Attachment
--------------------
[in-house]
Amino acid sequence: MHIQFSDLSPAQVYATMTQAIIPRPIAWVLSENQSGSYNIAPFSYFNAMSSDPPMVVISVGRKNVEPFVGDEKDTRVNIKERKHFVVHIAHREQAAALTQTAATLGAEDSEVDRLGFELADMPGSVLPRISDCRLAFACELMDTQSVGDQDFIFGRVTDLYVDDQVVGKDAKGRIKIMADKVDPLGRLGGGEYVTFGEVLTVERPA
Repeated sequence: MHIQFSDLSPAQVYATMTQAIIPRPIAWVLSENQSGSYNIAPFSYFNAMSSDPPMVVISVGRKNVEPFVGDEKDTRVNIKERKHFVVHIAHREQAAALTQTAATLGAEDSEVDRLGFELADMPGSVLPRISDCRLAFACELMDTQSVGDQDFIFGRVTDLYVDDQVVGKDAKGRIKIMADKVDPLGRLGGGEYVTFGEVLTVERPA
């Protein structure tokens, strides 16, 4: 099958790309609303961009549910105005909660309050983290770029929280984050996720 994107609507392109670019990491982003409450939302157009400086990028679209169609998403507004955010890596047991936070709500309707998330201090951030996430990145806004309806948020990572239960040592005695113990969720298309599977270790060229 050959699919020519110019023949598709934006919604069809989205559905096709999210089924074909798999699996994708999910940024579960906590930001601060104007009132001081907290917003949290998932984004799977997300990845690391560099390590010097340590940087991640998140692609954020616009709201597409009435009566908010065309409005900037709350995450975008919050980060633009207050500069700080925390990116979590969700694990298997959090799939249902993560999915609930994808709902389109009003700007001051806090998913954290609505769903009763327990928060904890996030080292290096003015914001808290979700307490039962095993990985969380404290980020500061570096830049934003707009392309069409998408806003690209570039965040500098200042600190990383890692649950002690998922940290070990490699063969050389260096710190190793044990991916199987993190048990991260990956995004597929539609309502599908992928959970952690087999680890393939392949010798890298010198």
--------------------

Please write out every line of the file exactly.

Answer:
[in-house]
Amino acid sequence: MHIQFSDLSPAQVYATMTQAIIPRPIAWVLSENQSGSYNIAPFSYFNAMSSDPPMVVISVGRKNVEPFVGDEKDTRVNIKERKHFVVHIAHREQAAALTQTAATLGAEDSEVDRLGFELADMPGSVLPRISDCRLAFACELMDTQSVGDQDFIFGRVTDLYVDDQVVGKDAKGRIKIMADKVDPLGRLGGGEYVTFGEVLTVERPA
Repeated sequence: MHIQFSDLSPAQVYATMTQAIIPRPIAWVLSENQSGSYNIAPFSYFNAMSSDPPMVVISVGRKNVEPFVGDEKDTRVNIKERKHFVVHIAHREQAAALTQTAATLGAEDSEVDRLGFELADMPGSVLPRISDCRLAFACELMDTQSVGDQDFIFGRVTDLYVDDQVVGKDAKGRIKIMADKVDPLGRLGGGEYVTFGEVLTVERPA
């Protein structure tokens, strides 16, 4: 099958790309609303961009549910105005909660309050983290770029929280984050996720 994107609507392109670019990491982003409450939302157009400086990028679209169609998403507004955010890596047991936070709500309707998330201090951030996430990145806004309806948020990572239960040592005695113990969720298309599977270790060229 050959699919020519110019023949598709934006919604069809989205559905096709999210089924074909798999699996994708999910940024579960906590930001601060104007009132001081907290917003949290998932984004799977997300990845690391560099390590010097340590940087991640998140692609954020616009709201597409009435009566908010065309409005900037709350995450975008919050980060633009207050500069700080925390990116979590969700694990298997959090799939249902993560999915609930994808709902389109009003700007001051806090998913954290609505769903009763327990928060904890996030080292290096003015914001808290979700307490039962095993990985969380404290980020500061570096830049934003707009392309069409998408806003690209570039965040500098200042600190990383890692649950002690998922940290070990490699063969050389260096710190190793044990991916199987993190048990991260990956995004597929539609309502599908992928959970952690087999680890393939392949010798890298010198």